I wanted the administration to address this issue, and so I contacted them. I also met with the Director, Prof Satish Dhawan, regarding this. We requested the Institute to provide refreshments to patients admitted in the Health Centre. When we raised this issue, Prof Dhawan was surprised and concerned. Immediately, he visited the Health Centre and checked every facility there. He checked its cleanliness, including towels, drinking water, lab, syringe, handwash area and other things. He asked the officers concerned to immediately replace all these items with good quality materials. And Prof Dhawan asked the Hostel Mess to provide food and refreshment services to the patients admitted in the Health Centre. This was one of his best initiatives. I was touched by his gesture.

Could you tell us more about your interactions with Prof Dhawan?

I felt he took the Health Centre issue seriously. I wondered why the Director, who was also the Chair of ISRO, had come all the way to our Centre, when he could have easily asked the concerned officers to attend to the issue. He also used to visit each department personally. Despite being a busy man, he was concerned about many things in the Institute. Before he retired, he visited all the departments and spoke to all the employees. People remember him for that. He was such a great man. I am lucky to have interacted with him.

Prof Dhawan asked the Hostel Mess to provide food and refreshment services to the patients admitted in the Health Centre

What kind of ailments did you have to deal with at the Health Centre?

Once, a student had come to the Centre complaining of severe stomach ache. The doctors diagnosed him with appendicitis and chicken pox. The student’s situation was complicated: we could not send him to any referral hospital as none would take him into the operation theatre because of the chicken pox. After discussing the matter with our Visiting Surgeon, our doctors decided to perform the operation to remove his appendix at the Health Centre itself, and we were asked to arrange for an operation theatre.

But our existing operation theatre was not suitable for surgery. My colleague, Sister Mara, and I both made the room ready: we cleaned, dusted and fumigated the entire room. The doctor appreciated our efforts.

One more incident I want to talk about is an accident that involved two students riding a two wheeler, near IISc’s main gate. One student died on spot and the other was seriously injured. He was treated in other hospitals and when he was out of danger, he was nursed at our Centre for three months. We took good care of him, like he was our family member. We brought him liquid food from our homes to feed him.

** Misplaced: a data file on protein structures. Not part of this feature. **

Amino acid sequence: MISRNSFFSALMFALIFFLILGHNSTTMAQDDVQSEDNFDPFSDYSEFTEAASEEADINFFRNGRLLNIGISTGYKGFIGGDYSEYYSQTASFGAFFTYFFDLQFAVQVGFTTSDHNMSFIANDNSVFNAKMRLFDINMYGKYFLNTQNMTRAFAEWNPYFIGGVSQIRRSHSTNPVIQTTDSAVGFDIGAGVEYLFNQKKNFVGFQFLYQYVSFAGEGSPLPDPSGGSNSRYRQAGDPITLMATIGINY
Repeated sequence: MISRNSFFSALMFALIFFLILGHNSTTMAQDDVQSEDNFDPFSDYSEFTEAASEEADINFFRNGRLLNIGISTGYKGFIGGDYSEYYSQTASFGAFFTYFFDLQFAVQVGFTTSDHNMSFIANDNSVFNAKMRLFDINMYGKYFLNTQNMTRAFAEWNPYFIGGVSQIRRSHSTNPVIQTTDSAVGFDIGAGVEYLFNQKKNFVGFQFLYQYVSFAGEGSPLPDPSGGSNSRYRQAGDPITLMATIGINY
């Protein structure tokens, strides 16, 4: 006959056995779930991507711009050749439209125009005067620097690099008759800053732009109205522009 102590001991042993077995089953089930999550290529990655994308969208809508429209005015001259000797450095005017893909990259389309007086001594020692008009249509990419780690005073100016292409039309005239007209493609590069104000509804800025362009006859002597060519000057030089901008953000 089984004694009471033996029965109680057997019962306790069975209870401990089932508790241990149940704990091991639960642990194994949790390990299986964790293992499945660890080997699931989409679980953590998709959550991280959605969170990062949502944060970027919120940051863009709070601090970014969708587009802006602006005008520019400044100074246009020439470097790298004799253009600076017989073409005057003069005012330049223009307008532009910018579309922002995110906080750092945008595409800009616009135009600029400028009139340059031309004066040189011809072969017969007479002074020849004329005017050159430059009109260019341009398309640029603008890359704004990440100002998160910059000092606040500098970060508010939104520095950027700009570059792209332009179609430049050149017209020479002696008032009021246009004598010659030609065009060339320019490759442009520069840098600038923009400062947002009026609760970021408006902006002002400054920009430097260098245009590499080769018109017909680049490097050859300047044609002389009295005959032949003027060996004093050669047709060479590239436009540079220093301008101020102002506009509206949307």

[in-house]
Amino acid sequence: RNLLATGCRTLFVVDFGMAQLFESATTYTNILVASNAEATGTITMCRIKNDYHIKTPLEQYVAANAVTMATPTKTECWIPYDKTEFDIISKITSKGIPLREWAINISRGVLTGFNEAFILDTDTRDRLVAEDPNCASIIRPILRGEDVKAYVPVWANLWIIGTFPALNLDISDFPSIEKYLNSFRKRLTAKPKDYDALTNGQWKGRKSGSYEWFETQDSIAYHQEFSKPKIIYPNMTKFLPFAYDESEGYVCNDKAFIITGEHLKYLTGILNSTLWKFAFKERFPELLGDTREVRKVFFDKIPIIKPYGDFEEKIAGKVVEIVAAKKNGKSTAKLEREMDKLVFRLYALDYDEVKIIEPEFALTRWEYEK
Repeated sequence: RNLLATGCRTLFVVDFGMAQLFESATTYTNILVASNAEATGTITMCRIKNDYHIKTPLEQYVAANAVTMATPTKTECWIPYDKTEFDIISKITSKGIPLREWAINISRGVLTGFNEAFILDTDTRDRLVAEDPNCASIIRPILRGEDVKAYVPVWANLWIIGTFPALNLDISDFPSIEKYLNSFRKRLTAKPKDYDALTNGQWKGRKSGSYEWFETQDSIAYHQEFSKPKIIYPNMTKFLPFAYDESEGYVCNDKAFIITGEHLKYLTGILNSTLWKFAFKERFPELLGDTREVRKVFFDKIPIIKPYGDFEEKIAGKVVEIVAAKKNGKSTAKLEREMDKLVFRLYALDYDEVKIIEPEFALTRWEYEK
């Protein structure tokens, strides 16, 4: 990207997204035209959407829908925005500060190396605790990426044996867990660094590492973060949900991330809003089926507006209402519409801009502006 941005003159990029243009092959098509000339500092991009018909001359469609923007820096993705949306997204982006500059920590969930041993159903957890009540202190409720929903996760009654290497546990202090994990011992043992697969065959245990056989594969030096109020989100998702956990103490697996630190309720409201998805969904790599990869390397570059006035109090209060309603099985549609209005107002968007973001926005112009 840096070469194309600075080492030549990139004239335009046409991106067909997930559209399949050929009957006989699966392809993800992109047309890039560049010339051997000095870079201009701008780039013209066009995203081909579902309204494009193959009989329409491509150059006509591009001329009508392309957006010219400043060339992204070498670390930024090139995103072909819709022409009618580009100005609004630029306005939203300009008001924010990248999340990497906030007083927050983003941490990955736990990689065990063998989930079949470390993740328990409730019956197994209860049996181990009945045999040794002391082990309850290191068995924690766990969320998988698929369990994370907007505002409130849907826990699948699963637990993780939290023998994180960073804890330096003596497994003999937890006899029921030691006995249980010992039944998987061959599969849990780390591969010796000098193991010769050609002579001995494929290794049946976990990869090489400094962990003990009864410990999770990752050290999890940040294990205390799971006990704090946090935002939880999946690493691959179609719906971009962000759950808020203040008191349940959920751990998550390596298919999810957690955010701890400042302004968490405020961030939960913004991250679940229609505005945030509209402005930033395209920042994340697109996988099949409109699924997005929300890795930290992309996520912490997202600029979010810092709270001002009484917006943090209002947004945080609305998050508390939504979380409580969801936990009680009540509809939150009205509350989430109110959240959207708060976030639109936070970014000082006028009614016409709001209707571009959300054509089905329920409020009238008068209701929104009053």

A newspaper clipping on the protests (Image courtesy: G Ambiga)

You were a part of the SC/ST Employees’ Welfare Association. Was the Association actively involved in promoting the cause of SC/ST Employees?

Yes, I was a part of the SC/ST Employees Welfare Association, for which I had Prof Dhawan’s support. I remember fighting for the cause of these employees. I asked the Institute to provide recruitment and better opportunities for them under the reservation policy based on the Government of India’s rules.

I met the Council members during the Council Meeting that happened in the Council Chamber. Prof Dhawan didn’t get upset about our protest and allowed us to speak with the Council Members. We handed over a letter stating our demands.

Through the Association, we visited the Prime Minister’s office to address the issues of SC/ST employees at IISc, and we had a chance to meet Indira Gandhi. I had to face several difficulties during this period.

What were those difficulties?

A few administration officers were against us registering the Association and troubled us in many ways to stop our protest. But our team was strong. They also wanted me to resign as President of the Association. I was once attacked when I was going home after my night shift; somebody threw a stone at me and I was hurt. Prof Dhawan came to know about this incident and arranged for security near my house on campus.

Ambiga with her husband TK Raja (Photo courtesy: G Ambiga)

Did other members of your family work at IISc too?

Yes, my husband, TK Raja joined the PhD programme in the Department of Electrical Communication Engineering through Bharat Electronics Limited. He was also invited to serve as selection committee member for staff appointments as an external expert.

Did being here change your life in any way?

After meeting many students and watching them being so dedicated towards their studies, I felt the need to study further. I did a Master’s in Sociology and other courses such as Nursing Administration, and attended many workshops on rabies.

I have noticed that once you are a part of the Institute you are recognised and respected. This happens especially when you go abroad. When I visited my elder daughter in the US, I was given special attention from many people. I had several such experiences during my visits abroad.